A room with a small stage in Lion’s Tail Brewing in Neenah is packed on a Monday in mid-March.
Folks from all walks of life filter into the brewery to participate in a monthly event to help even the busiest people continue to be lifelong readers.
As murmurs begin to fill the room, Librarian Richie Zaborowske takes the stage with a microphone to welcome folks to the Short Story Night.
“Hey, I’m Richie from the Neenah Public Library. Thanks for coming out,” he tells the crowd. “This is our fifth anniversary here, so let’s give it up for five years.”
Zaborowske hosts Short Story Nights once a month. It’s kind of like a book club. But instead of reading a book each month, the group reads one or sometimes a few short stories.
Zaborowske had the idea for Short Story Nights shortly after becoming a parent. He had two small children at home and wanted to start a traditional book club, but just didn’t have the time to read a whole book. He was too busy and he figured others were, too.
“There are people who may not have time for a traditional book club, so this would be a perfect option for them,” Zabrowske said.
Thus Short Story Nights were born. During the event, Zaborowske leads a conversation about the night’s story.
There’s also a trivia portion where attendees answer questions tied to the story’s theme. And sometimes, attendees even interview authors of the story they’re discussing.
“The short story events attract people from all different ages,” Zaborowske said. “Some people are working, but they’re busy and they have kids at home. We get college kids that come up from the University of Wisconsin- Oshkosh, or Lawrence (University). We have people who are retired who want to do a little bit of reading.”
A sense of community
Over the last five years, a sense of community has been formed among attendees. That’s one of the things Zabrowske’s most proud of since starting the event.
“The Short Story Nights really produced a great community,” he said. “You hear about those third spaces all the time. Where can people get together nowadays? This, I think, is a great third space for people. We, a lot of times, have the same people come month after month.”
Regular attendees agreed with Zaborowske’s sentiments about the community forged discussing literature over adult beverages.
“When I first came, I didn’t know anybody,” said Fox Valley resident Doug Middleton. “I’ve gotten to know people, the ones of us who are sort of regulars. It’s always fun to sit at a table where I don’t know anybody.”
Fox Crossing resident Jill Harman has been going to Short Story Night since the beginning. Through the monthly event, she said she’s been able to get to know folks from all across the region.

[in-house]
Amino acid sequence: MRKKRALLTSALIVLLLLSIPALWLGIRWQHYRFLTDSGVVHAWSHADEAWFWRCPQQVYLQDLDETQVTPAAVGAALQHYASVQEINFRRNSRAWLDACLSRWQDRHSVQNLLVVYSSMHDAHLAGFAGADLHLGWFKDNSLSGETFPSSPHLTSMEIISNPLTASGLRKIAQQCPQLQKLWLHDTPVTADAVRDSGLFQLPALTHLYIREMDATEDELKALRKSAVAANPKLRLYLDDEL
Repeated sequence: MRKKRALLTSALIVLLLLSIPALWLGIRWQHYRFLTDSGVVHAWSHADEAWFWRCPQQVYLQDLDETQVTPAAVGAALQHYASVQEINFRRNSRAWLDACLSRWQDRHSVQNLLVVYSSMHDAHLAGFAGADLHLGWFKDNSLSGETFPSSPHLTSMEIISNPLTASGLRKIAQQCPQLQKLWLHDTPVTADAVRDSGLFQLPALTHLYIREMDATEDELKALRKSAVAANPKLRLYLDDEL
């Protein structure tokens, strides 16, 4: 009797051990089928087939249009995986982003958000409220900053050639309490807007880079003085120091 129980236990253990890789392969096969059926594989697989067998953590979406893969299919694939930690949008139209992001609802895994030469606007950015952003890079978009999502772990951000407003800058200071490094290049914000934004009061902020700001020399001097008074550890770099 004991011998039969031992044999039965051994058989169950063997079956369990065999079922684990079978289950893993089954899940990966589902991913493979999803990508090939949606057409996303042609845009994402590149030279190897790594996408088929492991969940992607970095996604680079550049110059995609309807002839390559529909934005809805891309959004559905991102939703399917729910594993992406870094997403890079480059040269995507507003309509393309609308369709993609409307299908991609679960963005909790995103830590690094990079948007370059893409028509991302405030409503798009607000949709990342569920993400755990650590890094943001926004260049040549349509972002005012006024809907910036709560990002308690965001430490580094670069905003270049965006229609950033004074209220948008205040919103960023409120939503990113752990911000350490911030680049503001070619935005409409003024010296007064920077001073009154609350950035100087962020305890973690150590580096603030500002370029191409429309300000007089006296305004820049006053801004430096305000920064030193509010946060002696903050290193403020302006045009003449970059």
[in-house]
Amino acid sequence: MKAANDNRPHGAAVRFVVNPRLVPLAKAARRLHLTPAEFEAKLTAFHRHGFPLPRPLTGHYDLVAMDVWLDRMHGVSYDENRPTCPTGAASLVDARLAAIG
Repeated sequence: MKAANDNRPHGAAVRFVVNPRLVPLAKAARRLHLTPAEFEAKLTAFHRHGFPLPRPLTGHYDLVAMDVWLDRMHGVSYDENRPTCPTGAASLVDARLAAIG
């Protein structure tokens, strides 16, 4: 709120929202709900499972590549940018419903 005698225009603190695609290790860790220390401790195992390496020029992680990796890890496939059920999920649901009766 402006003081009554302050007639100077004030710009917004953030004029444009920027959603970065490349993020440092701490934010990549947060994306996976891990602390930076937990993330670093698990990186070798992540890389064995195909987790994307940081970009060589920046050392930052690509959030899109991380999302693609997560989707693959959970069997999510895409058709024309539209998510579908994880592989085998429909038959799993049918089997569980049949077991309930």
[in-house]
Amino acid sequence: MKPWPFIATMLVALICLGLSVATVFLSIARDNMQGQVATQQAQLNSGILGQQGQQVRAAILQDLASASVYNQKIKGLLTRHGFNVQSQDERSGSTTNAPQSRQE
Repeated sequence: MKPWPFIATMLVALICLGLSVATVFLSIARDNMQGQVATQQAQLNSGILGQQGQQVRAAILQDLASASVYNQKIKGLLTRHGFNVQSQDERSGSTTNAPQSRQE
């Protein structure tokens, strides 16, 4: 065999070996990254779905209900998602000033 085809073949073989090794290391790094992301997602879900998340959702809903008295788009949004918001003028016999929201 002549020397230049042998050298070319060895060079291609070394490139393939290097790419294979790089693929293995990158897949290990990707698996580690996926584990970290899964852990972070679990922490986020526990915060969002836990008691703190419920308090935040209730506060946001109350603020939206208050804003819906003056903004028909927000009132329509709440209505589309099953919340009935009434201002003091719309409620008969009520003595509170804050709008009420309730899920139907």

“People come here from throughout the valley and it’s just a lot of fun seeing them again,” she said.
Neenah resident Mark Neuman is a regular attendee of Short Story Nights, along with his wife, Lisa. Neuman said the event gives him something to look forward to in the dog days of winter.
“We get to visit with people (who are) like minded, they’re literary, and you get to talk about concepts,” he said. “And (I’m) not watching college basketball, so it’s a nice break.”
While they all come for the camaraderie, many admit that Zaborowske’s infectious personality is what keeps them coming back. Just ask Harman.
“I’m a big fan of Richie’s. He started out almost being a stand-up comic. He’d tell us jokes about his family,” Harman said.
In fact, Zaborowske’s jokes caused the room to fill with laughter several times during the Short Story Night in March 2023.
For others, like Pat Rosenak, the back and forth between the audience and Zaborowske is what makes the event fun.
“We love to come and give Richie a hard time,” she said.
For one family, the event brings multiple generations together for a special night once a month.
Bob Schindler attends Short Story Night with his daughter, Carrie Wolf, and his granddaughter, Olivia Wolf.
“My parents are retired teachers and they’ve always been avid book lovers, so I just thought it would be a fun night out for them. We can take them out and they could enjoy a beer,” said Carrie Wolf.
Likewise, Schindler said he looks forward to the family outing, as well as meeting new people.
“Everybody likes to read in our family, the discussions are good and it’s fun to see what other people think about the story,” he said.
Looking at the world through a literary lens
Aside from the friendships forged, Short Story Nights also give people of all perspectives the opportunity to talk about current events through the lens of literature.
“Focusing on contemporary stories really allows us to have a conversation that spans all walks of life,” Zaborowske said. “I think it is a safe space where people can get together and voice their opinions.”
In March, the group discussed a pair of short stories that centered around second-generation immigrants.
“This is a story about the mother trying to assimilate into American culture in a different way than the daughter,” an attendee said of one story.
Whether young or old, rich or poor, Zaborowske said Short Story Night is an accessible way to enjoy literature and forge friendships — and the adult beverages don’t hurt either.
“I can’t say enough about the group. They’re just a great group and they’re a lot of fun,” he said. “No one takes it too seriously. We have a great discussion and everyone listens to each other and where they’re coming from. It’s been wonderful.”
SONG: “The Book I Read” by Talking Heads